Climbing a tree and balancing on a beam along with yoga exercises can dramatically improve cognitive skills in adults. University of North Florida researchers have found that by doing activities that make us think, we can exercise our brains as well as our bodies.
"By taking a break to do activities that are unpredictable and require us to consciously adapt our movements, we can boost our working memory to perform better in the classroom and the boardroom," said research associate Dr Ross Alloway. The results suggest that working memory improvements can be made in just a couple of hours of these physical exercises.
"Improving working memory can have a beneficial effect on so many areas in our life. It is exciting to see that 'proprioceptive dynamic activities' can enhance it in such a short period of time," added study co-author Tracy Alloway.
For the study, researchers recruited adults ages 18 to 59 and tested their working memory. Proprioception, the awareness of body positioning and orientation, is associated with working memory. One group was given dynamic activities while the other were asked to join yoga classes, defined as "static proprioceptive activities".
The participants undertook activities like climbing trees, walking and crawling on a beam approximately three-inches wide, moving while paying attention to posture, running barefoot, navigating over, under and around obstacles, as well as lifting and carrying awkwardly-weighted objects. After two hours, participants were tested again. The researchers found that their working memory capacity had increased dramatically by 50 percent.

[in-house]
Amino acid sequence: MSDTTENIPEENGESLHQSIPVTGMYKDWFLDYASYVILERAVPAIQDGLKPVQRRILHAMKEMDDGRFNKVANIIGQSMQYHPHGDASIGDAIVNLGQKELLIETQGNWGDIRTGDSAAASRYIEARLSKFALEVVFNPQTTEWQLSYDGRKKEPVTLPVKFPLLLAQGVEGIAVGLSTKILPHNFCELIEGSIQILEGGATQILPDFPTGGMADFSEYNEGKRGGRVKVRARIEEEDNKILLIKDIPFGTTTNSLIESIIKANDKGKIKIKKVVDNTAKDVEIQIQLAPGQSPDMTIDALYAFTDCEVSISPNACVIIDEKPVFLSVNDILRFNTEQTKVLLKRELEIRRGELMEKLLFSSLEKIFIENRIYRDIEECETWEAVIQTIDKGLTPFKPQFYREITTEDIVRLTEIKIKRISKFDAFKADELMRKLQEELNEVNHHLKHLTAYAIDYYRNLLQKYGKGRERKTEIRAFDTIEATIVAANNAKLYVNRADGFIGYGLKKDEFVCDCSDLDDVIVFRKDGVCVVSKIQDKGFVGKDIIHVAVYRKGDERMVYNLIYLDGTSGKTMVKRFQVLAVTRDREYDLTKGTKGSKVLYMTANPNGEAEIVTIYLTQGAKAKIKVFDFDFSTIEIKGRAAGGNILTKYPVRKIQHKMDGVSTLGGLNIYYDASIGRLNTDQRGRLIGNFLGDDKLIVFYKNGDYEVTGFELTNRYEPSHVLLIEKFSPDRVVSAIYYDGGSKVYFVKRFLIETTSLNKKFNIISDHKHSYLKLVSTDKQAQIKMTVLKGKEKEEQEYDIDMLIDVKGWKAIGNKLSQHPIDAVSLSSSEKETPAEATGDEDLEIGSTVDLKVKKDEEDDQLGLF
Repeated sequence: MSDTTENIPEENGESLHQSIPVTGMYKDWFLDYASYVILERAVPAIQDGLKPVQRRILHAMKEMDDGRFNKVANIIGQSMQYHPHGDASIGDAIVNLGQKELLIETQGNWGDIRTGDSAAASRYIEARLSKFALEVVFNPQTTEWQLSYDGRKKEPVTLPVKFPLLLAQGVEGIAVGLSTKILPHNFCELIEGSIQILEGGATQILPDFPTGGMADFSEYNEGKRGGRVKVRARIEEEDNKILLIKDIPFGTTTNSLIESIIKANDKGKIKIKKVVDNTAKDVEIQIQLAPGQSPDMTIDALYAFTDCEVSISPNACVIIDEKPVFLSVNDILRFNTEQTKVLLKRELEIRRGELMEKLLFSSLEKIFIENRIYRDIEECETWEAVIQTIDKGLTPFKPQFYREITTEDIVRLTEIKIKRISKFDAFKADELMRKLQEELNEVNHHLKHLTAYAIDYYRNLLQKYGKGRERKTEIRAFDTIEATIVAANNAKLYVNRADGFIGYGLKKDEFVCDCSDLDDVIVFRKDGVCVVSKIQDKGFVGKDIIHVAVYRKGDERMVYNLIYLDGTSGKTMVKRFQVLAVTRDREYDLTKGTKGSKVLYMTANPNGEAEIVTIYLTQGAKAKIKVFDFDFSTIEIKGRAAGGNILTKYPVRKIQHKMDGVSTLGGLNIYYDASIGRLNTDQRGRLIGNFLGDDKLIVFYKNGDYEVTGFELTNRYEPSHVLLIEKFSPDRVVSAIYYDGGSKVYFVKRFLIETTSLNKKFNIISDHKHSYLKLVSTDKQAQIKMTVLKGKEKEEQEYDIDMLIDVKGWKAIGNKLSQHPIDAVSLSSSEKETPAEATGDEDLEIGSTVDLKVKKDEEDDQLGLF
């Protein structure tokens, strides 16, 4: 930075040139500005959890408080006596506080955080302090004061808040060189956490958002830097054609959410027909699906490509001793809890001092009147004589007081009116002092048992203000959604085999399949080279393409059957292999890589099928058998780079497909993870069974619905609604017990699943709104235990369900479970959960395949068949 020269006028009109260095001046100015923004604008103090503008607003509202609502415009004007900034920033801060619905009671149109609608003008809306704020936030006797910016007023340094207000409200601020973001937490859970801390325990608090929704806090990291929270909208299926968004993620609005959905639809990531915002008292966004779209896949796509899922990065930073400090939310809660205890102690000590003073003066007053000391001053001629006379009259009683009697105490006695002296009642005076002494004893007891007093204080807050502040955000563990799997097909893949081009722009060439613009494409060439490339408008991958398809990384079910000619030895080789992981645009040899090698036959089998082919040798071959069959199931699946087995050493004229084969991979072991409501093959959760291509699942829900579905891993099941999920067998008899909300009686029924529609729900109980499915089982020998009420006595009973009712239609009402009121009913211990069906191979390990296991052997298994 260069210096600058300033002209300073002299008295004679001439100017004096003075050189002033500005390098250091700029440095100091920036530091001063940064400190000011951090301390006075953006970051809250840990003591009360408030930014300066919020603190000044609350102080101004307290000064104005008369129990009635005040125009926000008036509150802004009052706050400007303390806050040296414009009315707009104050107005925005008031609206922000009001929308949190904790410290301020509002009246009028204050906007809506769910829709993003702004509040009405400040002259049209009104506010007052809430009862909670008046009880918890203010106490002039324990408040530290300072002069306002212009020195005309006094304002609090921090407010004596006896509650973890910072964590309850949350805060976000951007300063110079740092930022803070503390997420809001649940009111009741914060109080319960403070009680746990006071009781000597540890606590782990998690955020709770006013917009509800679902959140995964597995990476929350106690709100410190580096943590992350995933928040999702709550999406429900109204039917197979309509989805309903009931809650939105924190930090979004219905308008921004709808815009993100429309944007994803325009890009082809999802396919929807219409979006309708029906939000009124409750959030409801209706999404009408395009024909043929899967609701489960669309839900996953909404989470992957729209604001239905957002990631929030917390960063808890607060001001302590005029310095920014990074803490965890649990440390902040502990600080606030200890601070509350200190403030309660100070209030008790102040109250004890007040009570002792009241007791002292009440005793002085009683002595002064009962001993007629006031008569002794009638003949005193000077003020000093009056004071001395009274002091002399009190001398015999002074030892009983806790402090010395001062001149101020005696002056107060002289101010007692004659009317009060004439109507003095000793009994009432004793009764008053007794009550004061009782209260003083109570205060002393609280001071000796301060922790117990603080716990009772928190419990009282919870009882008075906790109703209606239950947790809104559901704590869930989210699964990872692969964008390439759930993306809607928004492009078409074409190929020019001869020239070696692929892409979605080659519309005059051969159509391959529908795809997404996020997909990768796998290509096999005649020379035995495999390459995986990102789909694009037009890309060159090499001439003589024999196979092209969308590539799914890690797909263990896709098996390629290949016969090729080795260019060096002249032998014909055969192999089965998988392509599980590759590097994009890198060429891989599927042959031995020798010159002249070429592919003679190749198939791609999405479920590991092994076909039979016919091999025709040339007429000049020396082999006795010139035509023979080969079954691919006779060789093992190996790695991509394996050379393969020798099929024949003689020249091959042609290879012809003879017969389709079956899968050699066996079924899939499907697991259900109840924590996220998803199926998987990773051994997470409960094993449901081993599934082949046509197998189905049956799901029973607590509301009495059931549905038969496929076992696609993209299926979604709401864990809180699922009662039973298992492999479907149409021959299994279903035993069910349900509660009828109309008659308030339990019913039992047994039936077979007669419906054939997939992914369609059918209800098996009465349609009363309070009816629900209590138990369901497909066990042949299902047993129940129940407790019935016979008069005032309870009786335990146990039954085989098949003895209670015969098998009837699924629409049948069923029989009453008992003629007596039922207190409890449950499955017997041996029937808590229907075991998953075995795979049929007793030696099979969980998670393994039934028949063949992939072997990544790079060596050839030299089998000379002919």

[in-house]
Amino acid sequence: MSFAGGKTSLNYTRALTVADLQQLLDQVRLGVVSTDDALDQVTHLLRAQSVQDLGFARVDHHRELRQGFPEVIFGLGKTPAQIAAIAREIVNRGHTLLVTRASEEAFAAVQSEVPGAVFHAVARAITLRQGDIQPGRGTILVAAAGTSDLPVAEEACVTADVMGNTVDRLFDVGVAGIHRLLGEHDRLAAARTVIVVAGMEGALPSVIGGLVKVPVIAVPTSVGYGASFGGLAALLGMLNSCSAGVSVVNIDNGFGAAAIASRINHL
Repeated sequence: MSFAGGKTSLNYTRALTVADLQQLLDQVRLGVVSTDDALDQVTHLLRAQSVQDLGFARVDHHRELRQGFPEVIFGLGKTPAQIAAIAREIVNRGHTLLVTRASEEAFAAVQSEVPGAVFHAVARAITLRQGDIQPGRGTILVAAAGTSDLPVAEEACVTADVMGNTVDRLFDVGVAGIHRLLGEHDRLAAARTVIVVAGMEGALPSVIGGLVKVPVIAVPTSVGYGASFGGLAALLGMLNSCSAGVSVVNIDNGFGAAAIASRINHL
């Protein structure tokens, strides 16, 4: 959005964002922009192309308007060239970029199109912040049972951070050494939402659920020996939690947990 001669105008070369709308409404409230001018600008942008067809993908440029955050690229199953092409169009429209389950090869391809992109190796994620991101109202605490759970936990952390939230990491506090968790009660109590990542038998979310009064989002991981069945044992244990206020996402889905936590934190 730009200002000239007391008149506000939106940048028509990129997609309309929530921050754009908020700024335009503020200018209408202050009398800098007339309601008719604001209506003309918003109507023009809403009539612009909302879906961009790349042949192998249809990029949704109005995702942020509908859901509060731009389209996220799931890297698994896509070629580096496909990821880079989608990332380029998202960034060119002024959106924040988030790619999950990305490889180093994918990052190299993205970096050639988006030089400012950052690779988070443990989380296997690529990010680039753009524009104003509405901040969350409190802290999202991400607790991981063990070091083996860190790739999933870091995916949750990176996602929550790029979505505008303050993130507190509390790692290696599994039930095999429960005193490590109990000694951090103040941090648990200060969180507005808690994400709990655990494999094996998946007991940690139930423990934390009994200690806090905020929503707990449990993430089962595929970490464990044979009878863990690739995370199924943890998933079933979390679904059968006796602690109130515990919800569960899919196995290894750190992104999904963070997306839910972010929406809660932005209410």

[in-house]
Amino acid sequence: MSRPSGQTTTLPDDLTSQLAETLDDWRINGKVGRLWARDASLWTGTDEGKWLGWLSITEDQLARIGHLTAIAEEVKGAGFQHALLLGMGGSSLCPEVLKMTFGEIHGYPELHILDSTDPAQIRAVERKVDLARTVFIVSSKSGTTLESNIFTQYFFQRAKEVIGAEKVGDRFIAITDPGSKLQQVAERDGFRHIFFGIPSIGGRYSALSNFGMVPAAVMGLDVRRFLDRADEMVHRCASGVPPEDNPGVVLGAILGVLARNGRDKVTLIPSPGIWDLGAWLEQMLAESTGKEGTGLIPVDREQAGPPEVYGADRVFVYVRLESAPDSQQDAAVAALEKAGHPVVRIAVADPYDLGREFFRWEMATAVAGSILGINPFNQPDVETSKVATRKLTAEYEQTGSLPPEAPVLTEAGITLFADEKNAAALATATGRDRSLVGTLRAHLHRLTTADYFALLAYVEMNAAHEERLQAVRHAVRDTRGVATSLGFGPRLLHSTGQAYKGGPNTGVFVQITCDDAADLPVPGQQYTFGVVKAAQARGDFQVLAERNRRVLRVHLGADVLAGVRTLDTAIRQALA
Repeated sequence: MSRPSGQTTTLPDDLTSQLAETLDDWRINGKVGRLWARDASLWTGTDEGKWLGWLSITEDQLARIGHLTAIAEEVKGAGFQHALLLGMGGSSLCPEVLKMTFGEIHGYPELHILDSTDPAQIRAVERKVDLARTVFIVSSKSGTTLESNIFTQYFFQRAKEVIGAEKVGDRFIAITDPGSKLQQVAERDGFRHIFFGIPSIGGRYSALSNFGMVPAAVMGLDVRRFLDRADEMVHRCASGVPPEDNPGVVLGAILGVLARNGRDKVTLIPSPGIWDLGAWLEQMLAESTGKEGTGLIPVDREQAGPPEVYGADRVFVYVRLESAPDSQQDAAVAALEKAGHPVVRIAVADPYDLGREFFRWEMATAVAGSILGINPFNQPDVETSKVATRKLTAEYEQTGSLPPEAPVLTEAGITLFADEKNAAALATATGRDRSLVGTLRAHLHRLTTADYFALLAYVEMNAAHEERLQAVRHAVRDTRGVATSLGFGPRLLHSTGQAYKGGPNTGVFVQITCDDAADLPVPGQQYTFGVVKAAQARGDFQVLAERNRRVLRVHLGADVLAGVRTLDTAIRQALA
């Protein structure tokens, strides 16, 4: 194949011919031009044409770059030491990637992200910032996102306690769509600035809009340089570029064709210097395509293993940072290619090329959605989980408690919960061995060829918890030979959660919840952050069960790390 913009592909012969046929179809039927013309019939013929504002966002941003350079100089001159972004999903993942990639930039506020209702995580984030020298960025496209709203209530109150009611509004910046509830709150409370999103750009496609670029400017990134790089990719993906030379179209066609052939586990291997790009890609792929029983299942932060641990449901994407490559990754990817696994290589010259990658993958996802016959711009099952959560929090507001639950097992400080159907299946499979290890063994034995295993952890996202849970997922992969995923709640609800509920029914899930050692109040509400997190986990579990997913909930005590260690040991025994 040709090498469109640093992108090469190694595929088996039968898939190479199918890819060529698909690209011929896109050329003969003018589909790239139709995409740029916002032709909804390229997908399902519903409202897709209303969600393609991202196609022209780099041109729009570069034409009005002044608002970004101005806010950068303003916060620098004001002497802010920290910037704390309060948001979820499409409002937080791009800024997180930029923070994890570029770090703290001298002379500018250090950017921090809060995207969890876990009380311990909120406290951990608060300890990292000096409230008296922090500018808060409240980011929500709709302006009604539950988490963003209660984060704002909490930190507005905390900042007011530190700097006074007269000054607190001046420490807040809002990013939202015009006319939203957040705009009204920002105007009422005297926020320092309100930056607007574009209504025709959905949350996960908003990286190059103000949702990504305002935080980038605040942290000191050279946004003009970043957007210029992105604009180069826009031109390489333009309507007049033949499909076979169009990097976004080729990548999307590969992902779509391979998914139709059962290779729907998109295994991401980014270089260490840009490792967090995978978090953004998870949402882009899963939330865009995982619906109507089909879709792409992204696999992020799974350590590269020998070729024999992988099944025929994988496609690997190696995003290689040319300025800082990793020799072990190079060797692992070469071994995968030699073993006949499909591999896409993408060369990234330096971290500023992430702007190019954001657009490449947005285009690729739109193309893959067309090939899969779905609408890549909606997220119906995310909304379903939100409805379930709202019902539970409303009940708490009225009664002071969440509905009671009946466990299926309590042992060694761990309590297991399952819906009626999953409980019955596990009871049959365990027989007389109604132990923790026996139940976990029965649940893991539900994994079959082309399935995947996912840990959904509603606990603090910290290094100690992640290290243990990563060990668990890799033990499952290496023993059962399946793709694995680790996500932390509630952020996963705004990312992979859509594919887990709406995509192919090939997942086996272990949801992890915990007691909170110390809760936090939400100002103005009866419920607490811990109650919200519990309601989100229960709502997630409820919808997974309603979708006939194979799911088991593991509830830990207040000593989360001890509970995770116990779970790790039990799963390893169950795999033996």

"Proprioceptively dynamic training" may place a greater demand on working memory because as environment and terrain changes, the individual recruits working memory to update information to adapt appropriately.
"Though the yoga control group engaged in activities that required awareness of body position, it was relatively static as they performed the yoga postures in a small space which did not allow for locomotion or navigation," the authors noted.
However, neither control group experienced working memory benefits. The paper was published in the journal Perceptual and Motor Skills